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The complete review's Review:

       101 Reykjavík is narrated by Hlynur Björn Hafsteinsson, born in 1962 and thirty three when the book begins just before Christmas, 1995. The title of the novel refers to the postal code area of Reykjavík were most of the action takes place: the centre of a very small city in a very small, isolated country far away from pretty much everywhere else. The rest of the world makes its presence felt: on TV, via the Internet (Hlynur has a Hungarian chat-room pal), in the music that is played, but the real world still seems fairly far away. For Hlynur, especially, who isn't a particularly ambitious type.
       He's on the dole, he lives with his mom, doesn't do much in the outside world beyond get drunk at bars and parties, and though sex-obsessed he isn't much of a Casanova. Sex is a major obsession for him: every woman (and an animal or two) he mentions is ascribed a monetary value -- how much he would be prepared to pay for a night with the woman in question; conveniently, a complete 'price list' is provided as an appendix. (A 'couch potato mother' is the lowest ranked one, at barely over a dollar, while the Virgin Mary, Madonna, and Pamela Anderson hold the top spots (the latter at just over fifty thousand dollars).) The rating system has gotten to be a hard habit to break, and it's a constant reminder that he's not really able to see these women as people at all.
       A profound mother-complex (exacerbated when mom's lesbian lover moves in) doesn't help much. Meanwhile, he also runs as fast as he can from any girl that shows any affection or that she might be willing to put up with him for a while -- as Hofy does.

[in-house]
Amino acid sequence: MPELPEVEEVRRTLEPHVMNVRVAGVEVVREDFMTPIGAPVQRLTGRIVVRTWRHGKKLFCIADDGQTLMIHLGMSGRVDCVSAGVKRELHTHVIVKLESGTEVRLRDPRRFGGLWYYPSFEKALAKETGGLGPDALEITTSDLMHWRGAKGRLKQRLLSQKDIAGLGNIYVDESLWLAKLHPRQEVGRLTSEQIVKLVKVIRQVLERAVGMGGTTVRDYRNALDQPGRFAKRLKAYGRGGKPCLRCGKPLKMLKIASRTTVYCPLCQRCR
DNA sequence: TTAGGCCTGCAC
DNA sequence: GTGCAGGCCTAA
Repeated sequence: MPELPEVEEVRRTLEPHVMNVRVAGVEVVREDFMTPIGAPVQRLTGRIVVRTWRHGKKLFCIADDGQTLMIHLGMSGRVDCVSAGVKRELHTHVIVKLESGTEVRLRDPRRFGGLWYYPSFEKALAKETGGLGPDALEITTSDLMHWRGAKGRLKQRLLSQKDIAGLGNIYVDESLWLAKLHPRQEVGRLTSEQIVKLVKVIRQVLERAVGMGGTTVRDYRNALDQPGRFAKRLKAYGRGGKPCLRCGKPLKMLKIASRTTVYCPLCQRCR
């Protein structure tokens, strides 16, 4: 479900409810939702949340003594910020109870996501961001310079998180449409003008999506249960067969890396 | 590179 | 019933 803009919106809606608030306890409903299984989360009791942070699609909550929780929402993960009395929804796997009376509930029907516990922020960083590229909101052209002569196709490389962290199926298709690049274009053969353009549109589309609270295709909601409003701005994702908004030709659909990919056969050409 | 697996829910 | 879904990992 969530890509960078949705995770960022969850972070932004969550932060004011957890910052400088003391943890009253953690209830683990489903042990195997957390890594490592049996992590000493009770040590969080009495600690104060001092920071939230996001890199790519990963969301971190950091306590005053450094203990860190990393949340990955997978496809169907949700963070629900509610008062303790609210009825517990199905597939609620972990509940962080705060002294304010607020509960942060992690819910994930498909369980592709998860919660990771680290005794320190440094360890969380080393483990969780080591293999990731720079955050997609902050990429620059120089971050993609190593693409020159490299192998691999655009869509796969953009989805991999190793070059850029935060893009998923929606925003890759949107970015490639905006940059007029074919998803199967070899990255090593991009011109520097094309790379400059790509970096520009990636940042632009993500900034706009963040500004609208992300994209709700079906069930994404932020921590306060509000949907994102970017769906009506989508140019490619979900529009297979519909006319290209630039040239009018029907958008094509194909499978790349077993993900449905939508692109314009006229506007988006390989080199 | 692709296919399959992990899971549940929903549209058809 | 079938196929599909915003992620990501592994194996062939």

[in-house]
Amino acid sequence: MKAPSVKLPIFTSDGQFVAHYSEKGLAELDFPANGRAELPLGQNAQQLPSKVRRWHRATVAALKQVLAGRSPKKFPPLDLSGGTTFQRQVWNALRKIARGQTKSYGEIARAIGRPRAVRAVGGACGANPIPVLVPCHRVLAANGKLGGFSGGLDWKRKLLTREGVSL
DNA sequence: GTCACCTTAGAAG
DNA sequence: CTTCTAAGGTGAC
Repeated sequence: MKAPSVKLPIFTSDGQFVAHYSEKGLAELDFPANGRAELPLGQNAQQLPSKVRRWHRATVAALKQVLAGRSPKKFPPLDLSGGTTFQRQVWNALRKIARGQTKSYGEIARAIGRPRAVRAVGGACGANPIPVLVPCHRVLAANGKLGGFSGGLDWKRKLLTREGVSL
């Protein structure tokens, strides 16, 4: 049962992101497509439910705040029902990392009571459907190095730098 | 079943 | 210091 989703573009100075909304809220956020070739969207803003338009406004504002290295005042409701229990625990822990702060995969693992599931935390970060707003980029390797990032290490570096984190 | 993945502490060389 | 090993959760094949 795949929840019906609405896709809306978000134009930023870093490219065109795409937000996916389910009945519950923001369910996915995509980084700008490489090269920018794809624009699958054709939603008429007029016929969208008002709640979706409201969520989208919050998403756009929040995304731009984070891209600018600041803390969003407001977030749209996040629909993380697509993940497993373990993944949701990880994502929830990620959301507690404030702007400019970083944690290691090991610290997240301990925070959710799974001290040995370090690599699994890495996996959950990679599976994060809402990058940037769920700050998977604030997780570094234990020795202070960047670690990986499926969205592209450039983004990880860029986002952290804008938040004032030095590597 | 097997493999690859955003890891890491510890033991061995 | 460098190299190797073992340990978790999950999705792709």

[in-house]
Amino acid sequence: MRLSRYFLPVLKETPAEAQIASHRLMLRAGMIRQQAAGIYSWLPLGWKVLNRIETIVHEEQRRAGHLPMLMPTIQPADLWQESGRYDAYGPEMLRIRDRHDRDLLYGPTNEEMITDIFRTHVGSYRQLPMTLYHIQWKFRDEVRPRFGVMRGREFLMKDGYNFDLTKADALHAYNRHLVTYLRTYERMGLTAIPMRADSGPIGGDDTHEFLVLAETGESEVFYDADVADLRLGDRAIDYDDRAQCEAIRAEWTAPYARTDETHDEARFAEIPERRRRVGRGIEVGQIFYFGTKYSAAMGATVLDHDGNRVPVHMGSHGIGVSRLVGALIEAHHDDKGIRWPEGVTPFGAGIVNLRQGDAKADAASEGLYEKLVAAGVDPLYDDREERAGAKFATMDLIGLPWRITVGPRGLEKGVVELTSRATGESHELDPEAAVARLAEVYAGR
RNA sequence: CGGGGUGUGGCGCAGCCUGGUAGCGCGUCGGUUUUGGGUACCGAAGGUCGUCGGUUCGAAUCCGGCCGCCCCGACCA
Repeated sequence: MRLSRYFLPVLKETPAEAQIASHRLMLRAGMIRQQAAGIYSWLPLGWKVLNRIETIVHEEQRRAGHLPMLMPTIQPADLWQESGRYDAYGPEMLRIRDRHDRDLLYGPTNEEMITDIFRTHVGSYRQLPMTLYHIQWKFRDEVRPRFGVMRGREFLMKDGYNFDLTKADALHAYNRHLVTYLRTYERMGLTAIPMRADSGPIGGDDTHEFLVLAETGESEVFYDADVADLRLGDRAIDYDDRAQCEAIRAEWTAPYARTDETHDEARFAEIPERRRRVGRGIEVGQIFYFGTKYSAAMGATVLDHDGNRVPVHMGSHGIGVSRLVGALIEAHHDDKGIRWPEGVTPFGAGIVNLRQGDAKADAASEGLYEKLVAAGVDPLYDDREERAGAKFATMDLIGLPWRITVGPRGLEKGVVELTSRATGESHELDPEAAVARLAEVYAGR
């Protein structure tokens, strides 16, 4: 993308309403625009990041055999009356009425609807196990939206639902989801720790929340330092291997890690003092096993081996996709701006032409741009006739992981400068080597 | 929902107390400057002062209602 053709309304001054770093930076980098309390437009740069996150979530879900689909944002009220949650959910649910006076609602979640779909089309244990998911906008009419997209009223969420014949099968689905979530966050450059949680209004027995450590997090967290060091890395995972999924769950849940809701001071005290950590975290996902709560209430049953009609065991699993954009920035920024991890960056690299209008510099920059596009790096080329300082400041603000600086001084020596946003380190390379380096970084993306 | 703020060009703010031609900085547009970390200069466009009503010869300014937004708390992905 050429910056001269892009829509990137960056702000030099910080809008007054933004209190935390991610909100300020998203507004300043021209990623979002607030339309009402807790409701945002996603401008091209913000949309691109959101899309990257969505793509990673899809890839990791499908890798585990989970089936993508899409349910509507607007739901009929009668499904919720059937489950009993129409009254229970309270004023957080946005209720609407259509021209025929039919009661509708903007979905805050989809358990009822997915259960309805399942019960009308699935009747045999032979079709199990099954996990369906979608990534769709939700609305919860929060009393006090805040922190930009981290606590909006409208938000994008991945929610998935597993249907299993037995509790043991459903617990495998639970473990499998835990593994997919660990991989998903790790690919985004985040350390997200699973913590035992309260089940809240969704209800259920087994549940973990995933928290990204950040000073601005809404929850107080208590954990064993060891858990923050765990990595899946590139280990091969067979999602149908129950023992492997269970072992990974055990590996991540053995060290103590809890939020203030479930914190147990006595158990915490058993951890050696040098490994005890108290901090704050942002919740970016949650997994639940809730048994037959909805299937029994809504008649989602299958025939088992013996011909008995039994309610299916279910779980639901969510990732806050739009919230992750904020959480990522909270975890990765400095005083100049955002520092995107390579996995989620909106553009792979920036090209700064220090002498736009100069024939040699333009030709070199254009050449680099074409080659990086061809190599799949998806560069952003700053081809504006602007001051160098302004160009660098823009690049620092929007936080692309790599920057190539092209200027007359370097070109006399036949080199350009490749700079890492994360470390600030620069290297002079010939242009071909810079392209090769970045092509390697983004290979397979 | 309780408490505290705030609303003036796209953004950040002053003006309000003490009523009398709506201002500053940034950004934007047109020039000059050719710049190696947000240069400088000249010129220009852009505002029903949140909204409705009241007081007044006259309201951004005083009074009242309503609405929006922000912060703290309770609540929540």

Hlynur understands that he's not the world's most impressive specimen, and that he hasn't really come very far:

I'm pathetic. With year-old condoms and a two-month-old E in my pockets. When will I start to live ?
       Escapism remains the easier solution: he doesn't let anyone get too close, pisses off some who are nice to him (including his family), and keeps to himself. Sex, if he can manage it at all, inevitably isn't very satisfactory or brings more problems with it. There's a fair amount of sex in the book, but the thrill isn't there: by and large Hlynur is going through the motions. It's love he wants, of course, but the rare times he might be willing to reach out and grasp for it it doesn't work out either.
       101 Reykjavík is a fast and dense book: Hlynur doesn't linger over much (except for his mom he pretty much seems to want to leave everything behind him as quickly as possible). He doesn't have a way with the ladies, but he does with words: 101 Reykjavík is full of clever (and unrelenting) wordplay (admirably -- though one imagines often very loosely -- rendered into the English in what must have been a very challenging bit of translation). The dead-pan approach, devastatingly honest self-portrait, and the constant references to contemporary culture (music and media, especially) -- only slightly dated now -- are also very effective
       Hlynur's misadventures are entertaining enough, but it gets to be a fairly long (and too-often drug-addled) trip. There are some very funny scenes, and a few poignant ones (as well as some nice character portraits), but Hlynur's intense journey of reluctant but desperate self-discovery gets to be a bit much.
       A decent, solid read, but requires a bit more patience than it should.

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101 Reykjavik: Reviews: 101 Reykjavik - the film: Hallgrimur Helgason: Other books by Hallgrímur Helgason under review: Other books of interest under review:

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About the Author:

       Icelandic author Hallgrímur Helgason was born in 1959.

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© 2005-2011 the complete review